A short window of time opened up in our work schedule last week that Joshua and I decided to take advantage of and slip off for a couple nights of camping and fishing. We went on a short and easy backpack trip with Joshua’s 7 month old puppy Ginger. She was a bit anxious during this new endeavor, but bravely followed her leaders. Spring was just unfolding in the high elevations along the Art Leob Trail and the MST. We passed numerous trilliums in bloom, and the forest was alive with songbirds. Along with the many towhees and juncos, I noticed some unique yellow colored birds: Golden Crowned Kinglets, and a new sighting for myself, a Chestnut-sided Warbler. Another yellowish bird provided insufficient time for identification. The next day some beautiful wild trout were sourced and brought home to provide some high quality omega 3′s. The fingerprints of the Creator were impossible to miss. How wonderful to witness the beauty of His creation!
I’ve been sick most of the week with a nasty cold. Just sick enough so that my body won’t work, but my mind will. What a frustrating combination! My family can tell when I am on the mend because I start getting really hungry and begin fixing meals at random hours of the night and day. This was particularly delicious.
1 apple and 2 large whole dates, diced
1/3 c whole rolled oats
Handful of raw almonds
Tblsp of raw honey
½ lemon, squeezed
Tsp of cinnamon
Dash of salt
Pinch of cayenne pepper
Bring water to near boil and begin adding ingredients. Cover and cook on low for 30 minutes (or until the apples are soft, and the almonds are swollen), stirring occasionally. Additional water might need to be added while cooking.
It seems now as though every severe weather event is pounced upon as an opportunity to tout the effects of climate change supposedly caused by humans. Speaking of climate change, human’s concerns over such relatively small changes in the long term global climate indicate just how specific human’s environmental needs are. And how earth is comparatively suited so perfectly for humans. And therefore that maybe we were intelligently designed and placed on the earth by a Creator God? (Of course this does not give excuse for abusing the planet; contrarily we should be stewardly to the creation that God has placed us in.)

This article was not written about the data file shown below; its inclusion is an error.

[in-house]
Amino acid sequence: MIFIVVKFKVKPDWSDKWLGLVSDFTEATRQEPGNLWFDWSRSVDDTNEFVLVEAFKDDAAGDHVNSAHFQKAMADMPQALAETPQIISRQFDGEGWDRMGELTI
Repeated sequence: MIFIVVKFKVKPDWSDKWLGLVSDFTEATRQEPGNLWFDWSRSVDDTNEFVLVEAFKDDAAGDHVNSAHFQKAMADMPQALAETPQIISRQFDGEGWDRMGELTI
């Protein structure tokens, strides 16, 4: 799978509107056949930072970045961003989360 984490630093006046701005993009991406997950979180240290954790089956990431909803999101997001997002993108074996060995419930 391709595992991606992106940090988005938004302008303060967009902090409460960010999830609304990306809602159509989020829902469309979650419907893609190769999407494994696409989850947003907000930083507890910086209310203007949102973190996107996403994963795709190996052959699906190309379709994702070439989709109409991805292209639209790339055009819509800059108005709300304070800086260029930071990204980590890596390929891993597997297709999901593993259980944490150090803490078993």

To end with a bit of satire: Climate change is simply one of mother earth’s natural habits.
Last week Joshua and I took a quick overnight trip hoping to catch the forcasted snowstorm right in the act. We left Newberry Creek around 5pm on Thursday evening and made it to the parkway in a couple of hours where we set up camp. We started the hike in the rain, which eventually turned to snow as we neared 4000 feet of elevation. Unfortunately, only a fraction of the predicted precipitation manifested itself. It was enough however to make for some adventurous travel conditions and beautiful scenery. Friday morning we walked into the state park and to the summit of Mt. Mitchell, before returning via the same route. I was thankful the my ailing Achilles tendon seemed to hold up very well to the 20-something miles that we walked on Friday. I also got to test out some new backpacking recipes that I plan to share here soon.
November brought the close of an especially productive gardening season. For the first time, we planted a serious fall garden consisting of multiple varieties of lettuce, kale, swiss chard, broccoli, and cabbage. By far the most exciting process was making sauerkraut from our abundant cabbage crop (we had nearly 30 heads of cabbage with the largest weighing 8 pounds). I just finished the last batch to complete a total of five gallons of kraut that will hopefully last a several months. I fermented the kraut in the croc, then packed it into quart jars where they should keep for months in the refrigerator.
This process of lacto-fermentation was one of the major ways of preserving food before canning was popularized a couple hundred years ago. Apparently, the history of sauerkraut goes back at least 2000 years. The cool thing about sauerkraut is that it’s filled with healthful enzymes and probiotics that will bless your gut with an abundance of wonderful flora. Be sure it is raw though– Nearly all commercial sauerkraut has been canned and hence is missing all those enzymes and little good guys.
I Timothy 4:8 “For bodily exercise profiteth little: but godliness is profitable unto all things, having promise of the life that now is, and of that which is to come.”
Life is rolling along. Nearing my 23rd birthday, I consider the potential that at least a third of my life is behind me. I see how incredibly short life really is, especially compared to the eternity to come! With that realization, it makes me want to constantly reassess my priorities in life so that I might make a greater eternal difference. And I love backpacking, but getting out to do it just doesn’t materialize very often. Spur-of-the moment trips seem to be the typicality. This is okay though, because it keeps my mind from being kidnapped by the planning process of grandiose excursions.